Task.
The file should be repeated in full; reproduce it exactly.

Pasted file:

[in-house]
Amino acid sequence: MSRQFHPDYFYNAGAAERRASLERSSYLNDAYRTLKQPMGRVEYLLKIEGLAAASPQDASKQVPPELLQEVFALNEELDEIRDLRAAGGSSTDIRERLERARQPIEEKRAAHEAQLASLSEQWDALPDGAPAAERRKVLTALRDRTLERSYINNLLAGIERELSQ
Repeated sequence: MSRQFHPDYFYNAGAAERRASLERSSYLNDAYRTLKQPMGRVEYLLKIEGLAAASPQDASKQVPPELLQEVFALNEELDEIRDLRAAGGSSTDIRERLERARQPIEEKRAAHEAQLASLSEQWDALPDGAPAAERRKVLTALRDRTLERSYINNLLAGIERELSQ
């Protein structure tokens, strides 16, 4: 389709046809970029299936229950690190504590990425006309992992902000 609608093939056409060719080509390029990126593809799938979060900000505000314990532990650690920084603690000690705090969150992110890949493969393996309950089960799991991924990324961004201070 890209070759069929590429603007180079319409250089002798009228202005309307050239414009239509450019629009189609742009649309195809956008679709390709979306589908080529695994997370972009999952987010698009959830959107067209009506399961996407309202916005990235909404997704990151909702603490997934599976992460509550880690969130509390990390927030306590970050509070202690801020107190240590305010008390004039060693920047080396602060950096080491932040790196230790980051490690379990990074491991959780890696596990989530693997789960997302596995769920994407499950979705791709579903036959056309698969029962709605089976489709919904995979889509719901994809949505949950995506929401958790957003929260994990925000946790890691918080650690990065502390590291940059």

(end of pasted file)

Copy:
[in-house]
Amino acid sequence: MSRQFHPDYFYNAGAAERRASLERSSYLNDAYRTLKQPMGRVEYLLKIEGLAAASPQDASKQVPPELLQEVFALNEELDEIRDLRAAGGSSTDIRERLERARQPIEEKRAAHEAQLASLSEQWDALPDGAPAAERRKVLTALRDRTLERSYINNLLAGIERELSQ
Repeated sequence: MSRQFHPDYFYNAGAAERRASLERSSYLNDAYRTLKQPMGRVEYLLKIEGLAAASPQDASKQVPPELLQEVFALNEELDEIRDLRAAGGSSTDIRERLERARQPIEEKRAAHEAQLASLSEQWDALPDGAPAAERRKVLTALRDRTLERSYINNLLAGIERELSQ
């Protein structure tokens, strides 16, 4: 389709046809970029299936229950690190504590990425006309992992902000 609608093939056409060719080509390029990126593809799938979060900000505000314990532990650690920084603690000690705090969150992110890949493969393996309950089960799991991924990324961004201070 890209070759069929590429603007180079319409250089002798009228202005309307050239414009239509450019629009189609742009649309195809956008679709390709979306589908080529695994997370972009999952987010698009959830959107067209009506399961996407309202916005990235909404997704990151909702603490997934599976992460509550880690969130509390990390927030306590970050509070202690801020107190240590305010008390004039060693920047080396602060950096080491932040790196230790980051490690379990990074491991959780890696596990989530693997789960997302596995769920994407499950979705791709579903036959056309698969029962709605089976489709919904995979889509719901994809949505949950995506929401958790957003929260994990925000946790890691918080650690990065502390590291940059």